As the nation watches Republicans rush to approve President Donald Trump’s nominee Amy Coney Barrett to a seat on the Supreme Court, it’s worth asking whether the hurried effort undermines the primary argument conservatives make about the courts.


Put another way, it’s time to push back against those who claim that liberal judges are activists, while conservative judges hold fast to what the law really says, and what the nation’s founders intended when they wrote the Constitution in the 1780s.


The very act of rushing through this nomination out of partisan fear is a form of activism, undermining conservatives’ claims that they don’t want judges with political agendas.


Further, it’s presumptuous for anyone on the right or the left to claim special insight into the founders’ intentions.


If you’ve read a bit of history, you know the founders were not of a single mind. In writing the Constitution, they compromised in some places and blurred the lines in others.


And, no, they didn’t agree on just what the words in the document meant, which is why before the ink had dried, critics demanded amendments, leading to the Bill of Rights.


And after the Constitution was ratified and officials elected, there was almost immediate disagreement over such things as George Washington’s claims of executive privilege.


Little in history suggests the founders’ aim was to issue a strict set of rules that future generations would follow. Rather they created a framework that would allow Americans to evolve, prosper and be part of a democratic society.


Well, that would allow white, male residents to prosper and be part of a democracy.


The founders, if you remember, couldn’t even agree to extend civil rights to women, or basic human rights to Blacks and Native Americans.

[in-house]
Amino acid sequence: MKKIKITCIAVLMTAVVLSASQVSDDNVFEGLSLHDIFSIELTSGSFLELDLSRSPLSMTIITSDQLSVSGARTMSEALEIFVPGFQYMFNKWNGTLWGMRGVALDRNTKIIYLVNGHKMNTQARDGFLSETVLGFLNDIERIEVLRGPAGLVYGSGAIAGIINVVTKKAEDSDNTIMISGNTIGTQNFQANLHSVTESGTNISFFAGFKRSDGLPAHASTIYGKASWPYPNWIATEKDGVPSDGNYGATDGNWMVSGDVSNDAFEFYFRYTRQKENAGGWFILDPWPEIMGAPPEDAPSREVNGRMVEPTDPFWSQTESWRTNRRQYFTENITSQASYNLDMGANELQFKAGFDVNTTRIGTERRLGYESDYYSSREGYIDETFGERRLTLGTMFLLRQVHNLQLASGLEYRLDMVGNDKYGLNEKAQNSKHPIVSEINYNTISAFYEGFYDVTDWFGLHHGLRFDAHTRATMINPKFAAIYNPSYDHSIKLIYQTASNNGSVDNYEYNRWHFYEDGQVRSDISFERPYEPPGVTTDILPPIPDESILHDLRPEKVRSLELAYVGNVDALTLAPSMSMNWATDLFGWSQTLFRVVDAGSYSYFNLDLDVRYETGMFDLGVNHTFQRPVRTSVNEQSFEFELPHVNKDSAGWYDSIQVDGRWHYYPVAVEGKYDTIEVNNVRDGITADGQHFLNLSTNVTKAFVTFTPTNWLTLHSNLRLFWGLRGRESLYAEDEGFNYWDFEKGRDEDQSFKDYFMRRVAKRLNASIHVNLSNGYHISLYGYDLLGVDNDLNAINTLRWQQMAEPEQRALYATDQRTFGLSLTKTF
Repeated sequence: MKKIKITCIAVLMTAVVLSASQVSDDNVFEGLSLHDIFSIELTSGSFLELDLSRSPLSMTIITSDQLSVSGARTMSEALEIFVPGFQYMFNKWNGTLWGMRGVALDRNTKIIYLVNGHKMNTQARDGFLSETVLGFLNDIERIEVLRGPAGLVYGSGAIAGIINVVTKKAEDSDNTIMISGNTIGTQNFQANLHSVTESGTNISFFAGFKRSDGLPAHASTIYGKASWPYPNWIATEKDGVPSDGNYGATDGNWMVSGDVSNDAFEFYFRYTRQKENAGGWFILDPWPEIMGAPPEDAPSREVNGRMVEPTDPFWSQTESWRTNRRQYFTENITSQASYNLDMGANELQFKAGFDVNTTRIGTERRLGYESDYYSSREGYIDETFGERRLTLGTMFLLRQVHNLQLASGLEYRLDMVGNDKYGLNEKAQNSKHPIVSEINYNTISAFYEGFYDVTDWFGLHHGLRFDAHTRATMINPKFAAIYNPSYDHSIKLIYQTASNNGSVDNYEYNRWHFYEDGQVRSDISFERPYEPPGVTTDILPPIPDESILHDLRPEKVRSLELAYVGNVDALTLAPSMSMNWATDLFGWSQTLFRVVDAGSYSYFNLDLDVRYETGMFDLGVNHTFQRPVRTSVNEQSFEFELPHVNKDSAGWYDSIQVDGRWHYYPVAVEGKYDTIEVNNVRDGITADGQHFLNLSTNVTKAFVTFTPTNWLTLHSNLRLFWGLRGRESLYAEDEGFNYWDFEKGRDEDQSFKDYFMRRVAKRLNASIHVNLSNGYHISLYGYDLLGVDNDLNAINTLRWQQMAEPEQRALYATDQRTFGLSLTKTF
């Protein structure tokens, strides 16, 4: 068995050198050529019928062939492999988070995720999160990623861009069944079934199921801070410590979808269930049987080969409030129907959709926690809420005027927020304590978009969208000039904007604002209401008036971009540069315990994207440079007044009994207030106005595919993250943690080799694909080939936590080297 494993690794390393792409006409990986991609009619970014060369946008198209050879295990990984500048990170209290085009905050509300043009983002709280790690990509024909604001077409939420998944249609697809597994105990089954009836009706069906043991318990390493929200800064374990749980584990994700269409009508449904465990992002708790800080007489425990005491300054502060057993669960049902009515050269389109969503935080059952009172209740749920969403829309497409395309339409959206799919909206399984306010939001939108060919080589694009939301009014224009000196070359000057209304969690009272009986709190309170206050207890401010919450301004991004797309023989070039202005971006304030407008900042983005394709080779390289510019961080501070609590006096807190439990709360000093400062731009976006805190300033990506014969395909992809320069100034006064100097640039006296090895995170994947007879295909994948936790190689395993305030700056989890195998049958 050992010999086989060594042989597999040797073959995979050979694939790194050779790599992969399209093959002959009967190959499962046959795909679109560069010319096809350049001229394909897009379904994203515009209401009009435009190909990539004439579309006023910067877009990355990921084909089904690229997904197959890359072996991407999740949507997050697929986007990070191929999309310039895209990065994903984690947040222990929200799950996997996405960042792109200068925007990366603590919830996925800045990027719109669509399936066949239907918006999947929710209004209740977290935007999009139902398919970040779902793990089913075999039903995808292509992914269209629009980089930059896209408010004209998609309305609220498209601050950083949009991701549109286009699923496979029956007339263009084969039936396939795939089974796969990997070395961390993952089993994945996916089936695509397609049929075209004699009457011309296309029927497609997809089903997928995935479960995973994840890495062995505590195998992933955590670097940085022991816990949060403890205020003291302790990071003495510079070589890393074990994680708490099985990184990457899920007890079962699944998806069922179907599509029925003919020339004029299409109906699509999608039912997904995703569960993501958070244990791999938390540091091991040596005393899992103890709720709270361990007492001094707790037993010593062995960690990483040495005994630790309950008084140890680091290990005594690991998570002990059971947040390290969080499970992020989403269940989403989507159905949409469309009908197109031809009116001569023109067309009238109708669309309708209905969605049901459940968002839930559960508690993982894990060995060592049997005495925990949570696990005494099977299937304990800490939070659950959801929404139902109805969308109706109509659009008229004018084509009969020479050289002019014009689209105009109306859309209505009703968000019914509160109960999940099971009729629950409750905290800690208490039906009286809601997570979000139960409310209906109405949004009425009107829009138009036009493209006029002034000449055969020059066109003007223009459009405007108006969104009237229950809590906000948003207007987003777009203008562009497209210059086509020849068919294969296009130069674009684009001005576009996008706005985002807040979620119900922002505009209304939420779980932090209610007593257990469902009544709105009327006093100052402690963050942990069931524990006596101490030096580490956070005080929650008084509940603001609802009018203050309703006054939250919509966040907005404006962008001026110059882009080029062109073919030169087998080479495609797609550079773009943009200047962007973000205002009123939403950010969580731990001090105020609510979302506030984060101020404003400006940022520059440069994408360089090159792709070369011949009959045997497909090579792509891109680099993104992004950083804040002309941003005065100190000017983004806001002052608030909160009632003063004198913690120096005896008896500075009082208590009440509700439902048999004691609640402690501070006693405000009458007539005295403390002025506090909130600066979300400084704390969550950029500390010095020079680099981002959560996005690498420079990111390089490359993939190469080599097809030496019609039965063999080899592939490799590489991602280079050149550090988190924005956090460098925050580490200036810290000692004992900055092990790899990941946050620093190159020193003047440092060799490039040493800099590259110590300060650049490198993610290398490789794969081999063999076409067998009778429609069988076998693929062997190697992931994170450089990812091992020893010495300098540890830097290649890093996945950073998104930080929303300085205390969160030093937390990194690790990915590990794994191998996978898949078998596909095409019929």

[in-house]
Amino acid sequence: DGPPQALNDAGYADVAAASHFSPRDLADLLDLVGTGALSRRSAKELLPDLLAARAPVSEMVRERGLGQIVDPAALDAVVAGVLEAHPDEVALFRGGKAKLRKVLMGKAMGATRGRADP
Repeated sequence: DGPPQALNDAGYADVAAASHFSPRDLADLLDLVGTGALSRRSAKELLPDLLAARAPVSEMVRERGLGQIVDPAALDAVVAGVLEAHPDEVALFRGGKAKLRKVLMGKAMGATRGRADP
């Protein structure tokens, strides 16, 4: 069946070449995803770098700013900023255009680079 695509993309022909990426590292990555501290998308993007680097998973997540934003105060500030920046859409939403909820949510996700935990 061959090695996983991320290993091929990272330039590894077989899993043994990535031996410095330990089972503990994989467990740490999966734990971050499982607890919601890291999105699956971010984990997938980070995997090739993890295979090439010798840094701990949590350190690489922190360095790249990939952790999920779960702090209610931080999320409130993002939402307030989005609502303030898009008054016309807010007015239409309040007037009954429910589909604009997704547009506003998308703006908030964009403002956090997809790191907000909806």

It took generations of moral, economic and social progress — and many Supreme Court decisions — to extend Constitutional rights to all citizens.


High-minded talk about original meanings and the founders’ intentions is farce. It’s a fiction created to disguise a political agenda as principle.


Recent Supreme Court decisions involving Trump’s tax returns highlight how freely conservatives put their own political spin on the law.


As you might recall, both the U.S. House and a New York prosecutor sought access to Trump’s tax returns. Trump fought the efforts, asking the courts to block release of the information.


In July, in decisions written by Chief Justice John Roberts, the high court ruled the prosecutor in New York could continue his pursuit, but that Congress had failed to show its need for the documents.


Four conservative justices opposed releasing the tax returns to either Congress or the prosecutor. Their position is not supported by the text of the Constitution or the 1924 law that House committees used in their efforts.


Instead, conservative justices relied on expansive interpretations of earlier court rulings. They also argued the president has special rights not articulated in any law. Justice Clarence Thomas went so far as to claim the tax returns could be sought only as part of an impeachment proceeding.


There is scant evidence to argue that the founders intended to place the president above the laws others must follow. There is, however, ample evidence showing conservatives have proved as judicially active as liberals.


And the rush to confirm Barrett before the election underscores the fact that such activism is what the Republican Party seeks.


A native of Garden City, Julie Doll is a former journalist who has worked at newspapers across Kansas.